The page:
In re Patla, W.C. No


Court: Industrial Claim Appeals Office

Date published: Jul 20, 1995


The respondent seeks review of a final order of Administrative Law Judge Wheelock (ALJ) which granted the claimant’s request for a change in the authorized treating physician and awarded temporary total disability benefits commencing May 10, 1993. We affirm.

This case has a complex procedural history. A review of a portion of that history is necessary to understand the appellate issues and our resolution of those issues.

The claimant sustained a compensable injury to her back and left arm in September 1992. Eventually, the claimant came under the care of Dr. Jenks, whose primary diagnosis was reflex sympathetic dystrophy (RSD).

Dr. Jenks prescribed a course of nerve blocks as a treatment for the claimant’s RSD. However, on May 10, 1993, Dr. Jenks opined that the claimant was at maximum medical improvement (MMI), and that she had a nineteen percent left upper extremity impairment. Based on this opinion, the respondent filed a final admission of liability dated May 24, 1993.

Thereafter, the claimant continued to experience difficulty with her left arm, and Dr. Jenks prescribed additional nerve blocks. The claimant did not improve, and by December 15, 1993, Dr. Jenks modified his diagnosis to total body pain of uncertain etiology, and depression.

Sometime in early 1994, the claimant asked Dr. Jenks to refer her to Dr. Rook. However, Dr. Jenks declined to do so and instead referred the claimant to the “Spaulding Clinic.” Despite this referral, Dr. Jenks stated, on March 18, 1994, that his opinions concerning the date of MMI and the claimant’s permanent impairment rating had not changed.

In March 1994, the claimant filed a Petition to Reopen the Claim based upon a worsened condition. On May 31, 1994, the respondent filed a General Admission of Liability stating that it was “voluntarily reopening” the claim. However, the respondent did not admit liability for any specific temporary total disability benefits.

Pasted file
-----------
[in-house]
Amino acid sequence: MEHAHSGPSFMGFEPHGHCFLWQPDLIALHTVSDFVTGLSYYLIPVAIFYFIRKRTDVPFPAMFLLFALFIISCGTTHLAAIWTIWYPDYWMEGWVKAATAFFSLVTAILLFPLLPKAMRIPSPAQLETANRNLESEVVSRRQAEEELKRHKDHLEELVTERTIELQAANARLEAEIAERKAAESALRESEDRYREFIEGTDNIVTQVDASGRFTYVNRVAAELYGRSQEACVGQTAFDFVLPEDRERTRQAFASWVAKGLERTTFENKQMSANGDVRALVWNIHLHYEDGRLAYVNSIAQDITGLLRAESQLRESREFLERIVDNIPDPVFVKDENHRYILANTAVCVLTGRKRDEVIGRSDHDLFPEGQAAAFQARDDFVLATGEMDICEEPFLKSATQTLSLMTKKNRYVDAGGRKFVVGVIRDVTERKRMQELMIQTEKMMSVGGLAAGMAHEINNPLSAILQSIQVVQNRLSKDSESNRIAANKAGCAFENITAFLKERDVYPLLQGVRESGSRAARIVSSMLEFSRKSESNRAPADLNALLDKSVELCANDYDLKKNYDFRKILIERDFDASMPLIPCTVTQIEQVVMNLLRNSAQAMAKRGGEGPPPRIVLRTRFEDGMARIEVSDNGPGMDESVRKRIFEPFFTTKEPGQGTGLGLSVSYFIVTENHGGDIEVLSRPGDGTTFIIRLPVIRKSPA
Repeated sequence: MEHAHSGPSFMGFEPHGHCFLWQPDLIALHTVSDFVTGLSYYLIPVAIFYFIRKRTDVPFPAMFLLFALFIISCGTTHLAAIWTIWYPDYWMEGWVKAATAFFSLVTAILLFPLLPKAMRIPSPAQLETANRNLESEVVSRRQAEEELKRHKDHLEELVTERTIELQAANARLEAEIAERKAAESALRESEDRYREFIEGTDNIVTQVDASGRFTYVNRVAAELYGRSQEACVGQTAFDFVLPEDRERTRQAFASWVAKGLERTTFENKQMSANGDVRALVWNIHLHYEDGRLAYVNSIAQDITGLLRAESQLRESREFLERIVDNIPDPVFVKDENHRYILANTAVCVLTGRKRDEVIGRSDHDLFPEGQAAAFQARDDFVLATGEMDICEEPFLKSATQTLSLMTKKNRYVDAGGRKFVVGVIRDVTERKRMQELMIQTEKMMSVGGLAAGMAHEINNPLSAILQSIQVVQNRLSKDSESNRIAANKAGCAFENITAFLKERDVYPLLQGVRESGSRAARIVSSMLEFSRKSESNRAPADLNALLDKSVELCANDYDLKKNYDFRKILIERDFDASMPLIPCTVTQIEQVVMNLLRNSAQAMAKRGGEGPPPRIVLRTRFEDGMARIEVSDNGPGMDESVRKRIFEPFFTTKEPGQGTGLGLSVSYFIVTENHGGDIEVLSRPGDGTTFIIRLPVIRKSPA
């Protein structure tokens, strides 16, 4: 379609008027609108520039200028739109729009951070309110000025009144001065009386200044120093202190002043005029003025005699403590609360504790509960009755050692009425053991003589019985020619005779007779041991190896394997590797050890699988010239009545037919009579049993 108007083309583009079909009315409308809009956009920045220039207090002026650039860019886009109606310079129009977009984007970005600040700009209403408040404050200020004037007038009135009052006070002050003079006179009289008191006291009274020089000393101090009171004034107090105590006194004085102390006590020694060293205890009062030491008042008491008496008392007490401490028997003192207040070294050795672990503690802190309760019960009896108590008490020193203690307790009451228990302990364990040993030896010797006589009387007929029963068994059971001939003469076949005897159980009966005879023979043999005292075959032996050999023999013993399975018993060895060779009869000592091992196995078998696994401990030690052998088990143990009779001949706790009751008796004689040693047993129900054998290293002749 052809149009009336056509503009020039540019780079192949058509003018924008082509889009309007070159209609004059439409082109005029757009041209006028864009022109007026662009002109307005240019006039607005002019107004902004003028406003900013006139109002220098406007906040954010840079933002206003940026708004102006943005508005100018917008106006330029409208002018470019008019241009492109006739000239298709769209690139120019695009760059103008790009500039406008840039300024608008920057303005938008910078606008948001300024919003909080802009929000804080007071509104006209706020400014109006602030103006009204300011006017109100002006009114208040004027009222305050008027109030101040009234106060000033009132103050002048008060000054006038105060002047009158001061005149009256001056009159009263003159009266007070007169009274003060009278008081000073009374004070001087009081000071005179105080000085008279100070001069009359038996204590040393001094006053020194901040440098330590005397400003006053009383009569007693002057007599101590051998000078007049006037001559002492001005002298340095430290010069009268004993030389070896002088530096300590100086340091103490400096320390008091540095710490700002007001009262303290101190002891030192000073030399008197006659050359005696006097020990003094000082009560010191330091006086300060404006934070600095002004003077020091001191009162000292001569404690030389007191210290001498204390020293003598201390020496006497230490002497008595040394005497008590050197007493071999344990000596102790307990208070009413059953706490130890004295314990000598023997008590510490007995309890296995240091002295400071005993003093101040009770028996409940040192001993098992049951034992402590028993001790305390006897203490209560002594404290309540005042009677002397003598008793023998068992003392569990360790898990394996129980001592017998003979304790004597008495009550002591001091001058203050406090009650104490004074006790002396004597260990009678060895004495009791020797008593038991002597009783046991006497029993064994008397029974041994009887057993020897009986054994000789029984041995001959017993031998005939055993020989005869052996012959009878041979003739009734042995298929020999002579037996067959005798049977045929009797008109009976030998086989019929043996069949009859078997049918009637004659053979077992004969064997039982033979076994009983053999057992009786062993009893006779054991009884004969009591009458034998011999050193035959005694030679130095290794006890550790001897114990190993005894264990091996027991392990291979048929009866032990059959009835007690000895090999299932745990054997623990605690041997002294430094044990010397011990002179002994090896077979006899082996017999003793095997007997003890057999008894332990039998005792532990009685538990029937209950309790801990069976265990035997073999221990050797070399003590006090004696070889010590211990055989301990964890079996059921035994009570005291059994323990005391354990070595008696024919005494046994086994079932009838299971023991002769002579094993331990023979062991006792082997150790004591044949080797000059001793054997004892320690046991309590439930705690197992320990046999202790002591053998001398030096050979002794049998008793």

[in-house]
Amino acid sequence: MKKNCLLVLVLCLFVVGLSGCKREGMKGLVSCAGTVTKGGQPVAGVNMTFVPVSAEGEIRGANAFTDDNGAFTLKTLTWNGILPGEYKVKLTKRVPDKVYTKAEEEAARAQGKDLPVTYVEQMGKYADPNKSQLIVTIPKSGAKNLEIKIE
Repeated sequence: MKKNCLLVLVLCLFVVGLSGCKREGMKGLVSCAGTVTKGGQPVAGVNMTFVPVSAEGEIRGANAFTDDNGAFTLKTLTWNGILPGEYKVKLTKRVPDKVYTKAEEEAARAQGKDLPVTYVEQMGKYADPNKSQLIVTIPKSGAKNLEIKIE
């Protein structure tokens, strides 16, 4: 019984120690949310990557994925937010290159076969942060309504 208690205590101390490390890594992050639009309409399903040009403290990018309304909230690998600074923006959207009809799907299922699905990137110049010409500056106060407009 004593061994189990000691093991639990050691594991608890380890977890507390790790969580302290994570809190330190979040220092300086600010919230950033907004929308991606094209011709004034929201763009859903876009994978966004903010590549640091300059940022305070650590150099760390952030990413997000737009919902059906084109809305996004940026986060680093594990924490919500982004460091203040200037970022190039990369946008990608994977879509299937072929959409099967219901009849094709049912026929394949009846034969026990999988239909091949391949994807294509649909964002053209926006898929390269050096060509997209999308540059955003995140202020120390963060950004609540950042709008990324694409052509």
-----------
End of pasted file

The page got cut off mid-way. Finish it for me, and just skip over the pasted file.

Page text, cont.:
The respondent next contends that the ALJ erred in determining that the claimant made a “proper showing” for a change in the authorized treating physician from Dr. Jenks to Dr. Rook. We reject this argument.

We have previously held that § 8-43-404(5)(a) affords the ALJ substantial discretion in determining whether the claimant has made a “proper showing” for a change in the authorized treating physician. Brenneman v. McDuff Electronics, W.C. No. 3-936-449, November 14, 1991; Carson v. Wal Mart, W.C. No. 3-964-097, April 12, 1993. Thus, we may not interfere with the ALJ’s order unless it is beyond the bounds of reason. See Coates, Reid Waldron v. Vigil856 P.2d 850 (Colo. 1993).

Here, the claimant’s testimony, which the ALJ found credible, supports the ALJ’s finding that the claimant no longer desires treatment from Dr. Jenks, and Dr. Jenks no longer desires to provide treatment to the claimant. This evidence, taken with evidence that Dr. Rook has substantial experience in treating RSD and has prescribed a course of treatment different than that of Dr. Jenks, is ample evidence in support of the ALJ’s order.

It is true, as the respondent argues, that the record contains some evidence from which a contrary conclusion could have been reached. However, we may not substitute our judgment for that of the ALJ concerning the probative weight of the evidence. Section 8-43-301(8), C.R.S. (1994 Cum. Supp.).

IT IS THEREFORE ORDERED that the ALJ’s order, dated January 27, 1995, is affirmed.

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